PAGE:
Recently several critics of mainstream political thought have advocated a realist understanding of politics, particularly in opposition to John Rawls’ political liberalism. Mainstream normative political thought is depicted by these critics as
Recent discussions by Martha Nussbaum and Steven Wall shed new light on the concept of reasonableness in political liberalism and whether the inclusion of epistemic elements in the concept necessarily makes political liberalism lose its antiperfectionist appeal. This article argues that Nussbaum’s radical solution to eliminate the epistemic component of reasonableness is neither helpful nor necessary. Instead, adopting a revised understanding of epistemic reasonableness in terms of a weak view of rationality that is procedural, external and second-order rather than a strong view that is substantial, internal and first-order can help political liberalism maintain an epistemic dimension in the idea of reasonableness without becoming perfectionist. In addition, political liberalism can defend a stronger account of respect for persons against liberal perfectionism on the basis of the revised understanding of epistemic reasonableness. Both arguments serve to demonstrate the strength of the political liberal project.
Like other major developments in political philosophy, John Rawls’s Political Liberalism (PL) has raised important issues for philosophy of education. Rawls’s defence of liberalism as a political doctrine whose principles do not depend on any one comprehensive moral or philosophical doctrine for their justification, against comprehensive liberalism, which by contrast expresses a particular conception of the good life, engages with current controversies in schooling policy in liberal democracies like the United States and the United Kingdom, and potentially in South Africa.2 In such societies there are groups which oppose what is seen as the tendency of liberal education, with its emphasis on the development of qualities like autonomy and individuality, to show intolerance towards particular ethnic, cultural or religious groups and to threaten their continued existence. Their objections appear to require a political rather than a comprehensive liberal approach to schooling.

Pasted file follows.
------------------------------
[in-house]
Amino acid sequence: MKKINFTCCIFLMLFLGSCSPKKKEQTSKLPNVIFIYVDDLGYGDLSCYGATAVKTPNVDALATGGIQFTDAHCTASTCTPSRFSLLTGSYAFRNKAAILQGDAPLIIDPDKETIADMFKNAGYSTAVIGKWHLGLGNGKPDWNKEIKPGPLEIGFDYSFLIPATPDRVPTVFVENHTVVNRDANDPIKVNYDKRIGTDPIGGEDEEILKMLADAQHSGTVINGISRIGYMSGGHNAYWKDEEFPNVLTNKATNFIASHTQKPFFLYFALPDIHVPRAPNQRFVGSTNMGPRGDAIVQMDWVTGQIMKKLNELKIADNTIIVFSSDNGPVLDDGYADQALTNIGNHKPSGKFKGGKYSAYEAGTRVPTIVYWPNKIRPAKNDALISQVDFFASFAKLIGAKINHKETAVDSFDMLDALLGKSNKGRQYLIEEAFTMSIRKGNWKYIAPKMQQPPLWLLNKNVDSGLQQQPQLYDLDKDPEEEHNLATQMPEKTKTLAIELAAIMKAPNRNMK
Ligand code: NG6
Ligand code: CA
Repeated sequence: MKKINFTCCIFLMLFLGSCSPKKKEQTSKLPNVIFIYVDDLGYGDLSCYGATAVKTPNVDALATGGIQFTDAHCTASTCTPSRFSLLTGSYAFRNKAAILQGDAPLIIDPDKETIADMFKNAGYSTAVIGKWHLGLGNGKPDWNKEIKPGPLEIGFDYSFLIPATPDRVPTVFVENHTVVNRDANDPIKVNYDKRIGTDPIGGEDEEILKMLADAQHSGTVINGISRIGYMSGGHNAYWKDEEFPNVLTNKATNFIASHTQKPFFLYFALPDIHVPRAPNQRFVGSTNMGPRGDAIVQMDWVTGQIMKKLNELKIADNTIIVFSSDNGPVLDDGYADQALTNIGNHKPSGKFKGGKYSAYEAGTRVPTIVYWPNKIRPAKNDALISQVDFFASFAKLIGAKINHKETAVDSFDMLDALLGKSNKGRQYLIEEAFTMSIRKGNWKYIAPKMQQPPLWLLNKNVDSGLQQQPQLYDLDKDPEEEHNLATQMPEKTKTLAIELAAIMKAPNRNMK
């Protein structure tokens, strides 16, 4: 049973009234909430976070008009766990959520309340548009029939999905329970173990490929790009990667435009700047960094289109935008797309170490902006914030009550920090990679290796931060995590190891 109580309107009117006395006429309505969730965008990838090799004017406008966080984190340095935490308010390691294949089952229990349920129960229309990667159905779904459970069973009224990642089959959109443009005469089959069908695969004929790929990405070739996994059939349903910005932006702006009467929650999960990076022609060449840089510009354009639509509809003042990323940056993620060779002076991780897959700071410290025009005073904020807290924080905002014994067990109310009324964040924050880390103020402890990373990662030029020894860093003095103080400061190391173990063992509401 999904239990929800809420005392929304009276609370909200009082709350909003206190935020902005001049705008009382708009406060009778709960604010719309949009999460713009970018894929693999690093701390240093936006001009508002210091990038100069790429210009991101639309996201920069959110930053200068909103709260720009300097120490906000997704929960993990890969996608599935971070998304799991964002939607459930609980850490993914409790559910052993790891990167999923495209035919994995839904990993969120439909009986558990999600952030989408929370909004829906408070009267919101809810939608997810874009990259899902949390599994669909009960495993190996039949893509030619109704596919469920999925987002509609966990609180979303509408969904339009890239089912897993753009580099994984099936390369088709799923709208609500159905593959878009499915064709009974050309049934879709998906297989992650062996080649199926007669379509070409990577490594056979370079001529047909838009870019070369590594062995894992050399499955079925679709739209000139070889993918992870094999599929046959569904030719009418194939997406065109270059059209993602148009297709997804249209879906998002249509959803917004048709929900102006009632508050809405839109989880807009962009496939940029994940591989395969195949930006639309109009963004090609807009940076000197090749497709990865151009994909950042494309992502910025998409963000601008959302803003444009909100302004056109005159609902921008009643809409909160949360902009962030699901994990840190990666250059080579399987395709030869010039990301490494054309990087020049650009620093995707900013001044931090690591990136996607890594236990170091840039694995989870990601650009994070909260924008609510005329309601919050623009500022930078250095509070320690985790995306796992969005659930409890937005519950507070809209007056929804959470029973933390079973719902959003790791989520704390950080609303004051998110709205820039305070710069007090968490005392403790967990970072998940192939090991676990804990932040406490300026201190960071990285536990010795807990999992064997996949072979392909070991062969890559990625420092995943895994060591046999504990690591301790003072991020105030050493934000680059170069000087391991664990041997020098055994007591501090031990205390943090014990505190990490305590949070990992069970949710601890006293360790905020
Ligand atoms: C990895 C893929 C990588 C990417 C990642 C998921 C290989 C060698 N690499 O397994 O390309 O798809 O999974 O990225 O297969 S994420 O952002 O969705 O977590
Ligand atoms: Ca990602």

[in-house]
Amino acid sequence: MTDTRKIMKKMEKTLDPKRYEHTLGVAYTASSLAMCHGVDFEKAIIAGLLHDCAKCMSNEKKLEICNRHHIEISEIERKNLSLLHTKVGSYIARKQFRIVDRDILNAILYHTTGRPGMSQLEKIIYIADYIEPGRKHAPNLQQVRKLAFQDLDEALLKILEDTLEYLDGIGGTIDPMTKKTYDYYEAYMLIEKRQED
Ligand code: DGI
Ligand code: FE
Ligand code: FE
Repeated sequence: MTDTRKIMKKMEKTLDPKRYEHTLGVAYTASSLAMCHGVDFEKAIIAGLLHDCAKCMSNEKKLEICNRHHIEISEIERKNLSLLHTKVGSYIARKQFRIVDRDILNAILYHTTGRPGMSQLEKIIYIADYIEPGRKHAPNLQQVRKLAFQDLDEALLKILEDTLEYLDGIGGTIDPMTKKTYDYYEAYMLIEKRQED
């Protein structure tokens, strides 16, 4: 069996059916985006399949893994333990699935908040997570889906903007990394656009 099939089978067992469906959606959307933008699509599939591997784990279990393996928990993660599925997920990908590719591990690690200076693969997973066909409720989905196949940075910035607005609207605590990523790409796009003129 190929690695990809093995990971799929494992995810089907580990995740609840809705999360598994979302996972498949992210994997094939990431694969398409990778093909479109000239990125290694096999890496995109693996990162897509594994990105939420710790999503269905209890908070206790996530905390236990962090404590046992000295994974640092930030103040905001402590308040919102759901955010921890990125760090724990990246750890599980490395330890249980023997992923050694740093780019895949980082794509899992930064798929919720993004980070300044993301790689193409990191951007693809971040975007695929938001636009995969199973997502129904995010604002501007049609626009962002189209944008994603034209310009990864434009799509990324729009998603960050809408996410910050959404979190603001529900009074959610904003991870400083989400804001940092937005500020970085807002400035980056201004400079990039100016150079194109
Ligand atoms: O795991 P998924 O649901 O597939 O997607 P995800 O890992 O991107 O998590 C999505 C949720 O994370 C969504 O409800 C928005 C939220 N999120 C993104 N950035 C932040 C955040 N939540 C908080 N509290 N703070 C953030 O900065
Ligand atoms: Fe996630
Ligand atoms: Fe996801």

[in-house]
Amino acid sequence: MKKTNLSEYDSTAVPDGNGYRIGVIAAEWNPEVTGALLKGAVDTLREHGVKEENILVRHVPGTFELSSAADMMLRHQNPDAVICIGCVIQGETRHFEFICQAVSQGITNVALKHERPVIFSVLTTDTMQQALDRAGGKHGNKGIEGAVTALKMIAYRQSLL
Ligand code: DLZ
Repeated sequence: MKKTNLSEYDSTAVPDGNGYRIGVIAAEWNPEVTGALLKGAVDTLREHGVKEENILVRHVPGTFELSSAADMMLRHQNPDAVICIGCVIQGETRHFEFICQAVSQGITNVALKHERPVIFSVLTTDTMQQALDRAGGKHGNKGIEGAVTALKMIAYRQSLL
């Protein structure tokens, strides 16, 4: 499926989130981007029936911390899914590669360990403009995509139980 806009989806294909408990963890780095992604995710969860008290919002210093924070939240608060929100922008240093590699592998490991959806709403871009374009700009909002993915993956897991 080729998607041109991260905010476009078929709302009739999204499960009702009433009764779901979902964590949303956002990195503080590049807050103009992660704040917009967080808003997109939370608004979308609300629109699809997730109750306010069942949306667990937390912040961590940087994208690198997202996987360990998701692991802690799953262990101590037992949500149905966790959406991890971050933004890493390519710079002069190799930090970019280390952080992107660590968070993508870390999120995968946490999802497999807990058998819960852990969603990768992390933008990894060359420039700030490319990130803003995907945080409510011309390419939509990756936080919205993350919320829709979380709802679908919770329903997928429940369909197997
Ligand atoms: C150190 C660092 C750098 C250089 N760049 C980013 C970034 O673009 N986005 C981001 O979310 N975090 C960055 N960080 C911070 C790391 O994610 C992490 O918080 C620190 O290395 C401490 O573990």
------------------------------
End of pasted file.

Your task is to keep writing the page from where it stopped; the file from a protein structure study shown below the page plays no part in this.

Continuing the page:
Navayana Buddhism and Dalit emancipation in late 1990s Uttar Pradesh
understood by most scholars as a liberal, his embrace of Navayana directs us to reconsider his relationship to political liberalism. Indeed, Navayana represents an experimental political journey at the fringes of liberal politics. Anupama Rao has
Daniele Santoro and Joseph Lacey
Alessandro Ferrara, The Democratic Horizon: Hyperpluralism and the Renewal of Political Liberalism (Cambridge: Cambridge University Press, 2014), 251 pp., ISBN: 9781107035515
Jane Mansbridge and John Parkinson, eds., Deliberative Systems: Deliberative Democracy at the Large Scale (Cambridge: Cambridge University Press, 2012), 204 pp., ISBN: 9781107678910
In Cosmopolitan Justice Darrel Moellendorf sets out to develop a Rawlsian theory of justice applicable to the sphere of international relations broadly conceived.1 He develops his ethical theory through an exploration of the tensions which he perceives between the early work of John Rawls found in A Theory of Justice and Political Liberalism, and his later work, The Law of Peoples.2 Moellendorf’s central claim is that in the latter work Rawls, in fundamental ways, betrays crucial cosmopolitan commitments of the theory of justice as set out in the earlier corpus. Rawls’s original project was directed towards the production of a theory which would provide us with criteria for judging the justness of the basic structure of states. That work did not deal with issues of justice within the international realm. Later, in The Law of Peoples, Rawls set out to extend his theory of justice to the international sphere. Moellendorf finds fault with Rawls’s attempt to execute this. The central problem he identifies is that Rawls failed fully to realize the implications which a liberal commitment to human rights places on what morally can be claimed by states making use of the notion of sovereignty.
The Uneasy Case of Salvation Religions
William A. Edmundson
unreasonable. As Rawls's friend and mentor Burton Dreben put it: Too many philosophers, even today, spend too much of their time trying to argue in the abstract for political liberalism against, say, totalitarianism and so forth. This does not seem to me to
On the Usefulness of Boundary Re-work
retreat and from which to mount critiques of political liberalism and European normalisation (with its corresponding catch-up discourse), which came to structure all spheres of life in the region (see Dzenovska 2018 ). As a result, some societies and
Ethics, Ethnography and Social Theory
toward Africa ’, Anthropological Forum 22 , no. 2 : 113 – 131 . 10.1080/00664677.2012.694169 Dzenovska , D. ( 2018 ), School of Europeanness: Tolerance and Other Lessons in Political Liberalism in Latvia ( Ithaca, NY : Cornell University Press
era of political liberalism that no longer exists and thus that their power to enact change is at the very least different from what it used to be but that national sovereignty remains important because “we do not have citizens without borders or